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Eye On Boise

Otter’s office says it has no legislation in works on instant racing; tribes say they think it’s over

When Idaho Indian Affairs Council Chairman Marc Gibbs, R-Grace, asked tribal leaders on the council today to talk about “instant racing,” Chief Allan, chairman of the Coeur d’Alene Tribe, said, “We feel like the issue was voted on and it’s taken care of . ... We had our day with the bill, it passed and vetoed, then we challenged the veto and … the Supreme Court voted on it, they unplugged ‘em. So I thought it was over.”

He added, “I would hope this committee was formed to give us the opportunity to look at new bills, and if there is a new bill in the works, I would hope that we as a committee can get our hands on it, take a look at that. Because contrary to popular belief, the tribes have always wanted to be a partner. ... I’ve always wanted to work together with the state, and we will continue to work together. We may not agree on everything all the time, but I would hope that we could still move forward and be professional, and move from there. As far as instant racing, the tribes feel like the issue was put to rest.”

Bobbijo Meuleman, deputy chief of staff for Gov. Butch Otter, said the governor has no legislation in the works at this time. “There is no legislation coming from our office as of now,” she said. “The governor’s made it very clear in his veto message and his op-ed piece, he does support a gaming commission, but as far as any legislation at this time from the governor’s office, there is none.”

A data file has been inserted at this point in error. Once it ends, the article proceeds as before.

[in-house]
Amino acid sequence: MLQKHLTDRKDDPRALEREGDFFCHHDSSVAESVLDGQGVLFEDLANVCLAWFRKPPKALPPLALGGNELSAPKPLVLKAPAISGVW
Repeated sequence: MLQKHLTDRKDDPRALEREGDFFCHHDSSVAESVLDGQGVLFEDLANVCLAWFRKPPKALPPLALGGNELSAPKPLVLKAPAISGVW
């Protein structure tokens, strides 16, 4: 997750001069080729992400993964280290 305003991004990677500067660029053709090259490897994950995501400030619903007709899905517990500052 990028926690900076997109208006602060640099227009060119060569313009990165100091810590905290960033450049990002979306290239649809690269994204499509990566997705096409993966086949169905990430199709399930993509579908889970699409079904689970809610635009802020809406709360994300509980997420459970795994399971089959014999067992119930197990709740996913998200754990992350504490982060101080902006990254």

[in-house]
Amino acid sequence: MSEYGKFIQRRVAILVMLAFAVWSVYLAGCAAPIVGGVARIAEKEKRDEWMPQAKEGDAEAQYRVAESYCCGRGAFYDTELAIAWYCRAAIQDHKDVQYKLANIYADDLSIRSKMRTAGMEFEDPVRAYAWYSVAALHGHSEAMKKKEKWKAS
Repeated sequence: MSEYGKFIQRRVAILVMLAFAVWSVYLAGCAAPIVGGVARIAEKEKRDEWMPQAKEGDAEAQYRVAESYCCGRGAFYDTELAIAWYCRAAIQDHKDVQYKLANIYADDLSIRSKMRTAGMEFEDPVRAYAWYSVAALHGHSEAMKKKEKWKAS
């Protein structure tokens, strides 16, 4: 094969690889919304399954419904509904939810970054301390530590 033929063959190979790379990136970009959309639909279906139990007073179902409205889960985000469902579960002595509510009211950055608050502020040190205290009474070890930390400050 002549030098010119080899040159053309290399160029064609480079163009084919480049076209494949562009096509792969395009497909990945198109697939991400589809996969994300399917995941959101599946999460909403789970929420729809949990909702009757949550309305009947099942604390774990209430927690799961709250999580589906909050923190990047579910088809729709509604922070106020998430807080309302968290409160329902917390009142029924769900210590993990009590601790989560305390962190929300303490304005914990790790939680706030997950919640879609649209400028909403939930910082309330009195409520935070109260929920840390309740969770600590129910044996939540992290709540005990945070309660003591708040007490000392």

After the meeting, Helo Hancock, the Coeur d'Alene Tribe's legislative liaison, said, "It was qualified by 'at this time,' but we'll be certainly interested to see if that changes between now and the session." As for a gaming commission, he said, "We already have a racing commission, and we already have a lottery commission. It just doesn't seem like there is a need to create another regulatory body."

The state Lottery Commission has oversight of tribal gaming, charitable bingo and other forms of gambling beyond the lottery itself. "They are the regulators under our compact," Hancock said. "We've had a good working relationship. They do their job enforcing the provisions of the compact."



Betsy Z. Russell
Betsy Z. Russell joined The Spokesman-Review in 1991. She currently is a reporter in the Boise Bureau covering Idaho state government and politics, and other news from Idaho's state capital.

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